Hybrid Working: how has the new work model impacted cybersecurity? 

Hybrid Working: how has the new work model impacted cybersecurity? 

Over the last 2 years, businesses have had to move fast to adapt to the pressures of the pandemic; one of the primary developments we’ve witnessed has been an increased shift towards hybrid working. Hybrid working is a more flexible working arrangement, in which employees split their work time between the office and home.  

As highlighted by Microsoft at the close of 2021, data showed that 81% of enterprise organisations had begun the move toward a hybrid workplace. With such a significant shift toward the hybrid work model, it’s essential for businesses to understand the cybersecurity implications of remote working and the ways in which you can protect your business interests.  

 

Security Implications  

  

Whilst hybrid working can provide a number of benefits to businesses – such as a more diverse employee pool, increased productivity, greater flexibility, and boosted wellbeing – it can also provide more cybersecurity concerns to your IT team. Here we’ve highlighted some of the primary concerns you should be aware of when implementing a hybrid work environment:

 

  • Unsecured Networks: there are two primary threats posed by unsecured networks – public network use, and unsecured home WIFI. Remote working staff may attempt to access company and cloud servers via public networks, this provides ample access opportunities to cybercriminals. Similarly, unsecured home WIFI networks don’t provide adequate security to protect your company’s data when employees access your servers – at minimum home WIFI networks must be password protected. There has been a noted rise in cyber-attacks on cloud services and VPN gateways. 

 

  • Device usage: again there are two primary threats associated with device usage – personal device use, and lost equipment. Thanks to the mobility of modern technology, it’s proved much easier for employees to work flexibly from remote locations, however, this increases the risk of lost work devices in public spaces. Lost devices pose a threat as they can easily fall into the wrong hands, compromising your company’s data. Personal devices can cause an issue as they are not easily monitored by company admins; whereas work devices can come pre-installed with corporate software that enables admins to wipe lost or compromised devices, personal equipment does not. This means that if a device does fall into criminal hands, it is out of the safety net provided by your company’s security software.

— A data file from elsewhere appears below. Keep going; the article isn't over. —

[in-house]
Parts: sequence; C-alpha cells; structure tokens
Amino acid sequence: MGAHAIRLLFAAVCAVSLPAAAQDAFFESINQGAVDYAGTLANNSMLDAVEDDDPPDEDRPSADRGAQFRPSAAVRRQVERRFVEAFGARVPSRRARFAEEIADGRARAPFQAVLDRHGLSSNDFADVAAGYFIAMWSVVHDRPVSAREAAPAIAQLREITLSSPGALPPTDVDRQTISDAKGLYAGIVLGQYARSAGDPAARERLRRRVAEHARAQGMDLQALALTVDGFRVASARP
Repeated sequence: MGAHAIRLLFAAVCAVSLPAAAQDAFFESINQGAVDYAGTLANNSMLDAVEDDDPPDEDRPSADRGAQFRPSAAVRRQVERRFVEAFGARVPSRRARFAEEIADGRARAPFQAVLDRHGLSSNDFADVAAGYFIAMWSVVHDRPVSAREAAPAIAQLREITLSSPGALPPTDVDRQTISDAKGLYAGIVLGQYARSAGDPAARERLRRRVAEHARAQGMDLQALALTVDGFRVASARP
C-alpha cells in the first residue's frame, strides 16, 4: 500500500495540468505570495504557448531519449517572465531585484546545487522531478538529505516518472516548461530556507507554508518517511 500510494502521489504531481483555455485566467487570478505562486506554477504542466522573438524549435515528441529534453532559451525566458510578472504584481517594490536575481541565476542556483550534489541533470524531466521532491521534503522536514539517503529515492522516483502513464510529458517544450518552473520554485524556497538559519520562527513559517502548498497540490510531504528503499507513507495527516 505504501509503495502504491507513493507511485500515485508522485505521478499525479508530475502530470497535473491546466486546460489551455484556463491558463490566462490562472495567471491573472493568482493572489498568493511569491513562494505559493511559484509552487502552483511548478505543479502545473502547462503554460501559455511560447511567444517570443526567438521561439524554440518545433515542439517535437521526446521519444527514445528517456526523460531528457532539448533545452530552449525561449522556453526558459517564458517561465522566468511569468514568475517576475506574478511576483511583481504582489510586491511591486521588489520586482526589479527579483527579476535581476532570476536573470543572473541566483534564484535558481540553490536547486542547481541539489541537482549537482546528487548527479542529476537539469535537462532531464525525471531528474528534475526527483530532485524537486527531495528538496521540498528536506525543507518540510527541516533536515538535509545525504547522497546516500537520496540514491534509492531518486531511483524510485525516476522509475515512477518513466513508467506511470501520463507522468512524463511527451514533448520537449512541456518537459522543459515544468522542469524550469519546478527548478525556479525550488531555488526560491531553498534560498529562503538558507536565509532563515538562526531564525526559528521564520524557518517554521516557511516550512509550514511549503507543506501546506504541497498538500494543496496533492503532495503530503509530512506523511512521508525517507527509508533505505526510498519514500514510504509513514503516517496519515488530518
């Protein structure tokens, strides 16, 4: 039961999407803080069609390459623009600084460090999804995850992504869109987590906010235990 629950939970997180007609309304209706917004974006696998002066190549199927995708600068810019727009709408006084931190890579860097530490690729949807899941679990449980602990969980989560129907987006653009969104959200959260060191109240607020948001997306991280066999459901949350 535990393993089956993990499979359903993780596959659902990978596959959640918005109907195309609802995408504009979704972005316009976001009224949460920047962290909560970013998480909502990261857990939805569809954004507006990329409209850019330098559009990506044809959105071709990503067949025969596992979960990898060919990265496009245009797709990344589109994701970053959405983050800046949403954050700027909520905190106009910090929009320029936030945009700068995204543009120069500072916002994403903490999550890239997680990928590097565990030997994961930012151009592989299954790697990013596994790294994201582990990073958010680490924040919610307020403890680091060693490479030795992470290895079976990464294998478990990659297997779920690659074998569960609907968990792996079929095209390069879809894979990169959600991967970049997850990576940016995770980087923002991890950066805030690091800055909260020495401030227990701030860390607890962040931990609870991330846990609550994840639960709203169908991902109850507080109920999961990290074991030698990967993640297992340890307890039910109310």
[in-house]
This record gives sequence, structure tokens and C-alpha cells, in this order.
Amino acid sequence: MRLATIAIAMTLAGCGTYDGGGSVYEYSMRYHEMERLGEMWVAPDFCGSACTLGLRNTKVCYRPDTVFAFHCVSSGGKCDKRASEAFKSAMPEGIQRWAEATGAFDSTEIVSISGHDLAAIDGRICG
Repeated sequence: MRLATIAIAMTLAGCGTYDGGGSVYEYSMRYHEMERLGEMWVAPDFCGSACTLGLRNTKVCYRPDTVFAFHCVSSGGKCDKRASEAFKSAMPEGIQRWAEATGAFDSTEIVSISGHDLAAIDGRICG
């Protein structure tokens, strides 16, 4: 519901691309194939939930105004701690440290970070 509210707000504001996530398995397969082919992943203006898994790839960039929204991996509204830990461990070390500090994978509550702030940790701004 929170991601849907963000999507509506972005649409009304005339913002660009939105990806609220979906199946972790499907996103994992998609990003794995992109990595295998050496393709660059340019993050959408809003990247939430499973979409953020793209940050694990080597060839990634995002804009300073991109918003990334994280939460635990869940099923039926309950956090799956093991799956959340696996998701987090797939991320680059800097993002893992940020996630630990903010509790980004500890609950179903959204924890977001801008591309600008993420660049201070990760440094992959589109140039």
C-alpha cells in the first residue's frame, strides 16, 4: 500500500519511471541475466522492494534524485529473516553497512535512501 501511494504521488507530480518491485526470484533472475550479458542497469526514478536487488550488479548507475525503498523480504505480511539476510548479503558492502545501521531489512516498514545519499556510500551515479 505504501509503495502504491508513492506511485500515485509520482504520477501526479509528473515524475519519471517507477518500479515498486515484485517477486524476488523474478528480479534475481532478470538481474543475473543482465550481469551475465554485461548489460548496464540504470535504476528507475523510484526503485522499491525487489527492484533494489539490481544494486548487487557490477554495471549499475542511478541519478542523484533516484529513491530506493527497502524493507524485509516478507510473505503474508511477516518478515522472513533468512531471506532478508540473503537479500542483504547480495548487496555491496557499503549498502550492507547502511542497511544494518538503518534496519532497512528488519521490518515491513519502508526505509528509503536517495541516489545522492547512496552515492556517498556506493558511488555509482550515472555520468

• Targeted criminal attacks: when working from home, employees can be more distracted than when working from the office, this makes them much more susceptible to targeted attacks such as ransomware and phishing scams. Employees must be aware of personal cyber security and how their online, digital, and IT-related behaviour can create vulnerabilities for their employer. This issue can be enhanced by lacklustre patching – often employees frequently neglect to patch system updates as they underestimate the vulnerabilities of an outdated system!  

Security Solutions  

  

Businesses can implement what Microsoft have termed the ‘Zero Trust’ approach, based on minimising privileged access, increasing explicit verification, and assuming breach to minimise attacks. Microsoft specifies that the minimum number of users necessary should have admin access to sensitive data, also suggesting businesses verify end-to-end encryption in tandem with analytics to drive threat detection and improve defences. With a robust security plan in place, your business is less susceptible to attack and more prepared to rectify issues in the case of a breach.  

Businesses can also minimise threat risk by providing employees with VPN access, and put in place strict policies surrounding personal device usage. Many enterprises have opted to provide employees with work devices, preventing the mix-up of personal and corporate equipment.  

Arguably one of the most effective preventive cybersecurity measures is providing users with expert-led cybersecurity training. At Fitzrovia IT, we are able to provide security training, simulate phishing attacks and assess organisations’ overall user awareness. Simulated attacks provide an excellent method of preventative action, assessing which users are susceptible to future attacks and providing them with the tools to recognise and report similar incidents in the future. With awareness, employees can minimise attempted breaches, and thus protect your business and your client’s data.  

Going Forward  

  

It’s clear to see how hybrid working practices can benefit an enterprise, but how they can also provide security concerns for IT specialists. Employees must be made aware of the increased threat level induced by home working – and take adequate steps to protect themselves and their employer.  

If you want to bring in our IT experts to provide cybersecurity training to your team, or if you want to further discuss the implications of hybrid working, contact one of our team today